“Of course, Papa. Of course, we will. That is, of course I will.”
“Good.” He murmured softly, so quietly that Evelyn almost did not hear him. “That’s very good, child.
Nathaniel hurried down the stairs, rearranging his cravat as he went. His new valet was a nervy young man named Simon, who had made a bit of a mess of the whole thing. Never mind, he’d learn. Until then, Nathaniel decided to fix his own cravat, in case his grandmother saw and decided to dismiss Simon and hire a valet of her own choosing behind his back.
“You’re late.” Lillian announced, when Nathaniel stepped into the dining room.
Lady Lillian Cavendish, the Dowager Duchess of Carlwood, was generally an even-tempered and pleasant woman.
That had been until she lost her beloved husband, of course. Since then, her temper had soured, and she found fault with everyone and everything. Nathaniel did his best to be patient with her. After all, she and his grandfather had raised him after the loss of his parents, and it was thanks to them that Nathaniel was the man he was today.
The role of Duke of Carlwood was not an easy one to fill, but Nathaniel flattered himself that he was managing well enough.
“Sorry, Grandmother.” Nathaniel said, leaning down to kiss her powdery cheek.
He sat down beside her and began filling his plate. She watched him, tutting.
“You ought to let the servants serve you.”
“I prefer to control my own portions.” Nathaniel replied blandly. “After all, what if I want a particular piece of bacon? It’s very tiresome, having to point out exactly how many spoons of scrambled egg you want, and which piece of bacon catches your fancy today, or which piece of toast. It’s much easier to get my own, you see.”
Lillian huffed in annoyance. “I wish you’d be a little more gentlemanlike, Nathaniel.”
“I think I am perfectly gentlemanlike, Grandmother.”
“This would never have happened if your parents had taught you properly. By the time you came to us, you were already thirteen, and the damage was done.”
“Well, you’ve had another thirteen years, exactly the same amount of time that my parents had with me.” Nathaniel replied, shoveling another fried egg onto his plate. He had a meeting with a client soon and wanted to be gone.
“Humph. Well, your wretched business has kept you busy all through the Season. You missed most of it.”
Nathaniel chuckled. “With my ungentlemanlike behaviour, I would have thought you’d feel relieved.”
“Oh, you wretched boy.” Lillian gave him a good-natured pat on the arm. “There were plenty of suitable ladies this year. Most of them are married or at least engaged now, but if you’d participated in the Season…”
“Grandmother, please. I’d rather not discuss this now.”
Nathaniel felt the familiar vice-like grip of panic tighten around his heart. He didn’t want to get married. The whole business seemed exceptionally tiresome, and he hadn’t met anyone he wanted to marry in any case.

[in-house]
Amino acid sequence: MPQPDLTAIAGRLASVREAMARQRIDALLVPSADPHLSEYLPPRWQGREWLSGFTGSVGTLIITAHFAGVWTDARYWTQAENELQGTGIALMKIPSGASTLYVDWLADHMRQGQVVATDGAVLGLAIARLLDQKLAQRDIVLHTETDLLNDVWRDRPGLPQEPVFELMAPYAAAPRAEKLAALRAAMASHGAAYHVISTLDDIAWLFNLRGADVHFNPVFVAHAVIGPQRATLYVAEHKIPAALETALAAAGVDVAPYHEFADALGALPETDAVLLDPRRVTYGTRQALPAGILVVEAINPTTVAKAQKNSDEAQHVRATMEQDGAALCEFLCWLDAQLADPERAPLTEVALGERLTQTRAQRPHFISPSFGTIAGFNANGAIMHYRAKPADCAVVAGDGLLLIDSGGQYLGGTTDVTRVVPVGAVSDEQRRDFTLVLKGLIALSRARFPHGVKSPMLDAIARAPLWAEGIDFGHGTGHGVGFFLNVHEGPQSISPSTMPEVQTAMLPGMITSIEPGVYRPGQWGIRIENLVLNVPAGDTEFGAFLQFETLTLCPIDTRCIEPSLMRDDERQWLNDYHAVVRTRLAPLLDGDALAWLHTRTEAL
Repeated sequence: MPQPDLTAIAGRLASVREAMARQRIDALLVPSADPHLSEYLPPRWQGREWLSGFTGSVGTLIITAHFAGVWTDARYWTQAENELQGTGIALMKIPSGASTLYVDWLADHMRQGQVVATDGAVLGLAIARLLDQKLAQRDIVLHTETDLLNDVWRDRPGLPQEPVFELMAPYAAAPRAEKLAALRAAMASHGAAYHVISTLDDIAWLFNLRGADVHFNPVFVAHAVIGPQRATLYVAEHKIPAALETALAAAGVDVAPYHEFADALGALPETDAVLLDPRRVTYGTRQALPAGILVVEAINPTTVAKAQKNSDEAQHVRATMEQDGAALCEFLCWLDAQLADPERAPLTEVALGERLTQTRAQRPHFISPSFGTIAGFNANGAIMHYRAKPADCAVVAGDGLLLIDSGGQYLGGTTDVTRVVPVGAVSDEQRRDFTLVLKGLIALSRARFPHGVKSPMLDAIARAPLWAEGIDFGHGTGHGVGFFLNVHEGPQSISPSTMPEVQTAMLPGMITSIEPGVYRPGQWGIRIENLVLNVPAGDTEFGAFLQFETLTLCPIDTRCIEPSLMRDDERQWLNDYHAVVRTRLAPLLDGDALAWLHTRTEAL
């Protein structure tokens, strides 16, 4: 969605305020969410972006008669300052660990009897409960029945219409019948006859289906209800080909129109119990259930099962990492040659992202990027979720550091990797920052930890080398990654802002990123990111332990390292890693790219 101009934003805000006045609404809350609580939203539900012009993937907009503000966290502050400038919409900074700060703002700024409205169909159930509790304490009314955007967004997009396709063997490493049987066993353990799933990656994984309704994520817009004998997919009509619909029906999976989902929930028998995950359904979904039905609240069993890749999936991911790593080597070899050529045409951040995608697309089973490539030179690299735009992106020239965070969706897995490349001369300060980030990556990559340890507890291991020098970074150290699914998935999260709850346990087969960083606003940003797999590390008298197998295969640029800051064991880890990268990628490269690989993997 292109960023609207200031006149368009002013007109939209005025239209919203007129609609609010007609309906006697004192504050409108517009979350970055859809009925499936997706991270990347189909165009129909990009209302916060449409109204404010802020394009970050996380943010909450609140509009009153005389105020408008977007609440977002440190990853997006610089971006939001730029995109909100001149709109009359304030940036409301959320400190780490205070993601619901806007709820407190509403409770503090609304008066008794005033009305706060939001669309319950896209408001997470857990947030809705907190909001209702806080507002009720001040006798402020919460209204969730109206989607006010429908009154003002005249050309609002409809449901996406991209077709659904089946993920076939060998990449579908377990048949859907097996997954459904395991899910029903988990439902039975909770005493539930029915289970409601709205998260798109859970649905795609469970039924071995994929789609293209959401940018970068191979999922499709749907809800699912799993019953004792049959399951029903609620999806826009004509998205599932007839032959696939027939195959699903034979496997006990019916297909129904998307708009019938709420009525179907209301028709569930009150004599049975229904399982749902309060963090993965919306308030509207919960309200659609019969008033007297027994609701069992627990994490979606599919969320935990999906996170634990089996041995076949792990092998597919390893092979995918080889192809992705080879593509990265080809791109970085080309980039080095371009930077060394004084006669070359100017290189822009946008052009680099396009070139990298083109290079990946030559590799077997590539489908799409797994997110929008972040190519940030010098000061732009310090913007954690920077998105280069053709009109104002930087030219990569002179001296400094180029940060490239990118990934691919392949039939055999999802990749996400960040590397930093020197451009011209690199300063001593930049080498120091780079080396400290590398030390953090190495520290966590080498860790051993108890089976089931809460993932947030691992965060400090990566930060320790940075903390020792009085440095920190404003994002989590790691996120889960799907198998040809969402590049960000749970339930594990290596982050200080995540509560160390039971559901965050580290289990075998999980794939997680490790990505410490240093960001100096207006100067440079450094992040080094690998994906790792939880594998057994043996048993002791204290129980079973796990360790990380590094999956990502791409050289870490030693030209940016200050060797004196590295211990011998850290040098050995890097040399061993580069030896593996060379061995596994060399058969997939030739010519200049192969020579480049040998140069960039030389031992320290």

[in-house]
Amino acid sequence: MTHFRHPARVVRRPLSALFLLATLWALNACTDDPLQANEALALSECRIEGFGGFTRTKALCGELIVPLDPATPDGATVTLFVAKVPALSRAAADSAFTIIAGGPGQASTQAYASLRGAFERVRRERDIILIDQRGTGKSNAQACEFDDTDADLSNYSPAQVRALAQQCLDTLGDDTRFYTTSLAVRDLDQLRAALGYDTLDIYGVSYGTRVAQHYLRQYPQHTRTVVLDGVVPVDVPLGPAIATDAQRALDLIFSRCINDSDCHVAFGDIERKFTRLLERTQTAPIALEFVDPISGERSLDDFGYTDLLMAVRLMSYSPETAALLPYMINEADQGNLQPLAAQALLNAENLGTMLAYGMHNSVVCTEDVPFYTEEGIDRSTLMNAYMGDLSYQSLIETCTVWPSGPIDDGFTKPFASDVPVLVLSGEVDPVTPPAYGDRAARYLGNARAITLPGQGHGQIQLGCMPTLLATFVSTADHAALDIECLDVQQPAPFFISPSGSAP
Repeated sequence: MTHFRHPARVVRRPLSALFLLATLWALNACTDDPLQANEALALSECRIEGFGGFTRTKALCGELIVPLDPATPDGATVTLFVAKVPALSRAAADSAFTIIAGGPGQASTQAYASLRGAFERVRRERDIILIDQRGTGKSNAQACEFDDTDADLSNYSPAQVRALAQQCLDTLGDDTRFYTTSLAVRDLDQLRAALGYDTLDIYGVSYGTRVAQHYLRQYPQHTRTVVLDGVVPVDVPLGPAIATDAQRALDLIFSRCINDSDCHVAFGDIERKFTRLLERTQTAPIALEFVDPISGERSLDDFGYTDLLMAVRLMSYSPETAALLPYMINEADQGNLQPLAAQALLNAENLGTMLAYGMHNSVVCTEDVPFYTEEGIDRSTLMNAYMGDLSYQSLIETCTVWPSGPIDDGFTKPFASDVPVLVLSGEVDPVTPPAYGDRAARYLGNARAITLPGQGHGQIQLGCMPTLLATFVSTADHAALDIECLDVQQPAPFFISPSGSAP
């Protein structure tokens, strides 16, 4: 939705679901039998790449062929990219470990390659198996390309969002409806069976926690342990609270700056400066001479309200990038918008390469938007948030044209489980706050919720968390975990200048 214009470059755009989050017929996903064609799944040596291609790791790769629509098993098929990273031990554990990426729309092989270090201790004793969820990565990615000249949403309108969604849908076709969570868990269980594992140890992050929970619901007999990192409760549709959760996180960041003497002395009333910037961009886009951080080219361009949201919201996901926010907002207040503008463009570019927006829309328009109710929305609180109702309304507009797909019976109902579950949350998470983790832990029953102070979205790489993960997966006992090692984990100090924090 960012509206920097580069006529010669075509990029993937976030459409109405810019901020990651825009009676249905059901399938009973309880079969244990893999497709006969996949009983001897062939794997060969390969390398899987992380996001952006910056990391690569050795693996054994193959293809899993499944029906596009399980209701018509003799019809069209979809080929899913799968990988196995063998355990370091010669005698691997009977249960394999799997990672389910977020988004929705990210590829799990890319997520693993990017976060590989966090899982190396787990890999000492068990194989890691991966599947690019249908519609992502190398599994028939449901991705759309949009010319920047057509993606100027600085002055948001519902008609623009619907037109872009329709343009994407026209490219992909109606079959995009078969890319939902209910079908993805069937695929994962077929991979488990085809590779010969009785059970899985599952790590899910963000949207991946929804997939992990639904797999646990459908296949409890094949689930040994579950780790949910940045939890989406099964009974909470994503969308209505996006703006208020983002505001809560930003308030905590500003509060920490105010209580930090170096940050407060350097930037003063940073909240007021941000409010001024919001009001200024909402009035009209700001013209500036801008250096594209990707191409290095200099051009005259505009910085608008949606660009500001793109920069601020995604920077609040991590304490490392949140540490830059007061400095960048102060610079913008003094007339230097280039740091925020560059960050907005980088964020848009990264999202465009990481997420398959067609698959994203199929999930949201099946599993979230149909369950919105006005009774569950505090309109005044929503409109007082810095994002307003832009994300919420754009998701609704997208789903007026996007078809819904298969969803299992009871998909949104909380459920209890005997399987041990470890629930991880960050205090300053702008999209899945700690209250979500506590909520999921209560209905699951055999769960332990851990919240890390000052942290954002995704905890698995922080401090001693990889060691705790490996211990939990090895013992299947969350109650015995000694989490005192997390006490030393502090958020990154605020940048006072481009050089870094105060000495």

Lillian pursed her lips. “You never want to discuss this. Unfortunately, this problem is not going to go away. You need to marry, and you need to produce an heir. I would be more than happy to help you with finding a nice young woman. If you weren’t so picky…”
“I’m not picky, I would just like to be in love.”
She leaned back, narrowing her eyes. “You only say that because you believe you won’t fall in love, and therefore will be safe forever.”
Nathaniel grinned. “Yes, that’s right.”
“I really must go, Grandmother.” Nathaniel got to his feet, shoveling in one last mouthful of scrambled eggs. He’d like to eat more, but a long conversation about his future prospects and all the various young women his grandmother wanted him to meet was a surefire way of getting indigestion.
He hurried out of the dining room, relieved that Lillian didn’t follow him.
“Smythe,” he called to the butler, “When Lord Wentworth arrives, show him directly to my study, won’t you?”
He should have spent his valuable time in preparing for work, for the dealings with his clients later. Nathaniel had never expected to live life as a lord of leisure. By rights, his father should have been the Duke after his grandfather, so Nathaniel ought to have decades as plain old Lord Cavendish. He was quite happy at the idea of doing business and making his own money.
Besides, the business of running an estate of this size was nothing to be sniffed at.
Then, too, there was the matter of succession. The Cavendishes expressed hope that there would be more children, in which case Nathaniel might have nephews and nieces to carry on the family line.
No such luck. There was only Reginald, and they weren’t on good terms these days.
Nathaniel knew that he needed to marry, but the idea seemed so bleak. He’d dabbled in the occasional Season, but there was such an air of desperation and vulgar practicality about the whole thing that he was immediately put off. It wasn’t that the ladies weren’t beautiful, charming, and intelligent. It was that their entire purpose during the Season was to exchange their beauty for security. Beauty for money, beauty for family, beauty for status. Far too many of Nathaniel’s acquaintances couldn’t give a toss about the contents of a woman’s head, so long as her face and form were acceptable.
It sickened him, and he chose to distance himself. None of those Society belles had tugged at his heartstrings, anyway. At least not in the way he expected his heartstrings to be pulled.
He knew, in a disinterested sort of way, that he was handsome. He was rich, young, and had an impressive title, along with a lithe, wiry frame, ash-blond hair, and large brown eyes the colour of honey. Plenty of young ladies gave him a second glance, even before they knew about his money and title.